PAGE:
- College algebra to be removed from Southeast required curriculum (10/10/17)1
- State declares test results for schools invalid (10/4/17)2
- Child-custody advocate: State law needs fix to provide parents with more equal custody (10/12/17)
- Cape Chinese restaurant purchases old Ponderosa property in Perryville (10/10/17)
- One of Cape's oldest mom-and-pop restaurants opens in new location (10/10/17)
- Past Rowdy the Redhawk mascot's identity revealed (10/15/17)
- Cancer will 'change your life, but it doesn't have to rule it' (10/8/17)
- Bills addressing equal child custody to be filed, legislators say (10/13/17)
- Ships to stay docked in Cape a week longer (10/10/17)
- Janet Koenig creates painted quilts to add flair to local barns (10/13/17)
Foreign demand for Treasury securities falls
WASHINGTON -- The government said Tuesday that foreign demand for U.S. Treasury securities fell by the largest amount on record in December with China reducing its holdings by $34.2 billion.
The reductions in holdings, if they continue, could force the government to make higher interest payments at a time that it is running record federal deficits.
The Treasury Department reported that foreign holdings of U.S. Treasury securities fell by $53 billion in December, surpassing the previous record of a $44.5 billion drop in April.
The big drop in China's holdings meant that it lost the top spot in terms of foreign ownership of U.S. Treasuries, dropping to second place behind Japan.
Japan increased its holdings of U.S. Treasuries, boosting them by $11.5 billion to $768.8 billion in December. That amount was higher than China's December total of $755.4 billion, putting Japan back in the top spot in terms of foreign ownership of Treasury securities, a position it had lost in the fall of 2008 when China surpassed Japan.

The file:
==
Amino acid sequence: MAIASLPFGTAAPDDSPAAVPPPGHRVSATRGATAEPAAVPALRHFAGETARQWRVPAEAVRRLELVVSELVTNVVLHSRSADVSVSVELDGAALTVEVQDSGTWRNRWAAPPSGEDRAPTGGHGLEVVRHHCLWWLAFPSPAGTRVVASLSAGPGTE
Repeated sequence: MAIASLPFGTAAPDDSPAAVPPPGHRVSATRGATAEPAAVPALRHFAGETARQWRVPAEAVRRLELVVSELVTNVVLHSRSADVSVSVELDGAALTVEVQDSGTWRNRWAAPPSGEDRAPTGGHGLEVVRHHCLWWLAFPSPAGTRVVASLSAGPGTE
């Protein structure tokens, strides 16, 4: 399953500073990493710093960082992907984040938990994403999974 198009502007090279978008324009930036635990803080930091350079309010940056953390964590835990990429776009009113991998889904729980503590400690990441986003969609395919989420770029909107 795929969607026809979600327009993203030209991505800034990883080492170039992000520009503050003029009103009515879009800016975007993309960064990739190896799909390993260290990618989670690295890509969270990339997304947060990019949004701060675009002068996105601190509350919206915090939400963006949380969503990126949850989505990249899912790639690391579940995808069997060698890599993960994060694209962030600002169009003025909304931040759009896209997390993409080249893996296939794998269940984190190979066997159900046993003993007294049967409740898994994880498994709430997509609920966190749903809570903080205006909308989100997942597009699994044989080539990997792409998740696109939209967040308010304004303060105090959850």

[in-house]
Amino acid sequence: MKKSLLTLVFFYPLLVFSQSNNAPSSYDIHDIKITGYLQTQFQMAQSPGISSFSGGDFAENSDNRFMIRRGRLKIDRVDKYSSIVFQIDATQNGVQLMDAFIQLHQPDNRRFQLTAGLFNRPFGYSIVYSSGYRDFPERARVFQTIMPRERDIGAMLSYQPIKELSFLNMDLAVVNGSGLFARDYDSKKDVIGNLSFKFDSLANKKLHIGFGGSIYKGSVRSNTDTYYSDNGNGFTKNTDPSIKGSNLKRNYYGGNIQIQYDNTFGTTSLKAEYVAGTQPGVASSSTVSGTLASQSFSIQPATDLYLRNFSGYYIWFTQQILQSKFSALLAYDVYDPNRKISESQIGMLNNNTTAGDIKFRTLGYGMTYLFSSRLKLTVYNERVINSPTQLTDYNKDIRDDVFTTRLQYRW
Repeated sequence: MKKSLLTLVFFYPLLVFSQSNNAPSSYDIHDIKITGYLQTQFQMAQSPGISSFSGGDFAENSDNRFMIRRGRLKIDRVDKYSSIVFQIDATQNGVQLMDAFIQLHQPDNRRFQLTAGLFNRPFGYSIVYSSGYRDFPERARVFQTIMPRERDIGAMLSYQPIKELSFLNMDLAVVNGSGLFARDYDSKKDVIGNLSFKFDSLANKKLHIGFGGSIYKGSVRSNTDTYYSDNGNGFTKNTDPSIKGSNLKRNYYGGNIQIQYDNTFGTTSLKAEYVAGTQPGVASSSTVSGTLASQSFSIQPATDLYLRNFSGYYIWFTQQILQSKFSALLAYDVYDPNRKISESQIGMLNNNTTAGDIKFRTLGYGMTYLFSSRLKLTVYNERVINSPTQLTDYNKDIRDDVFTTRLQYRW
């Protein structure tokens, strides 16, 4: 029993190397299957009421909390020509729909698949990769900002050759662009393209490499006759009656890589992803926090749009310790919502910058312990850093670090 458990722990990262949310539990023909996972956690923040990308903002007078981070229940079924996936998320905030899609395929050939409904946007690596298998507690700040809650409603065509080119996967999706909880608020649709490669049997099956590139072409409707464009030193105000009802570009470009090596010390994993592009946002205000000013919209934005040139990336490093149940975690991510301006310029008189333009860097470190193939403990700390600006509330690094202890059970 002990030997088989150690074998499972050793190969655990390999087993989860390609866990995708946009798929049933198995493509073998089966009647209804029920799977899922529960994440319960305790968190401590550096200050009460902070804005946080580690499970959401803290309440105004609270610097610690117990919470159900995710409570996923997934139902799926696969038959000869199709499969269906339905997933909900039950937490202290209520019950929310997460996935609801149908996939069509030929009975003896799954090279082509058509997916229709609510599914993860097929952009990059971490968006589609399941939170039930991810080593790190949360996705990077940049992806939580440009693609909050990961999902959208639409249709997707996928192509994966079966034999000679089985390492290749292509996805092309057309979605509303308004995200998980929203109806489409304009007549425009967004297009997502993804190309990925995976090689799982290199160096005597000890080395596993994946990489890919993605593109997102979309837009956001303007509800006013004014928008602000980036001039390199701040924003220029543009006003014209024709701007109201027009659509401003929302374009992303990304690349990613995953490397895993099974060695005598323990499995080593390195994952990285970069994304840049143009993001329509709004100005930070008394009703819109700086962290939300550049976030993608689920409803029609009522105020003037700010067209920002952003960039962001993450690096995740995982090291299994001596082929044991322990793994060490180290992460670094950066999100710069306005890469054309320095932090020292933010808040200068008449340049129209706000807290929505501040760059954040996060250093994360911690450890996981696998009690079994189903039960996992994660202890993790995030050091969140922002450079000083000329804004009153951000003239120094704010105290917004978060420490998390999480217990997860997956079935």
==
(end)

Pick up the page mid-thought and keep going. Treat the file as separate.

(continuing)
The $53 billion decline in holdings of Treasury securities came primarily from a drop in official government holdings, which fell by $52.3 billion. The holdings of foreign private investors fell by $700 million during the month of December.
For all of 2009, foreign holdings of U.S. Treasuries dipped by $500 million. In 2008, foreigners had increased their holdings of U.S. Treasuries by $456 billion as a global financial crisis triggered a flight to the safety of U.S. government debt.
That flight to safety had driven down the interest rates that the government was having to pay on its debt to record lows with rates on some short-term securities dipping into negative territory for brief periods.
The Obama administration on Feb. 1 released a new budget plan which projects that the deficit for this year will total a record $1.56 trillion, surpassing last year's record of $1.4 trillion deficit. The trillion-dollar-plus deficit have been caused by a deep recession, which has reduced government tax receipts, and the massive spending that has been undertaken to jump-start the economy and stabilize the financial system.
The administration has pledged to begin addressing the huge government deficits with Obama saying he will soon appoint a commission to recommend ways to trim future deficits.
Overall, the Treasury Department said that foreign net purchases of long-term securities totalted $63.3 billion in December, down from $126.4 billion in November. This category covers Treasury securities and private company bonds.
China's holdings are a result of the huge trade deficits the United States runs with China. The Chinese take the dollars Americans pay for Chinese products and invest them in Treasury securities and other dollar-denomina ted assets.
American manufacturers argue that China's huge dollar reserve reflect a strategy by the Chinese government to keep its currency artifically low against the dollar as a way to boost Chinese exports and dampen demand in China for American products.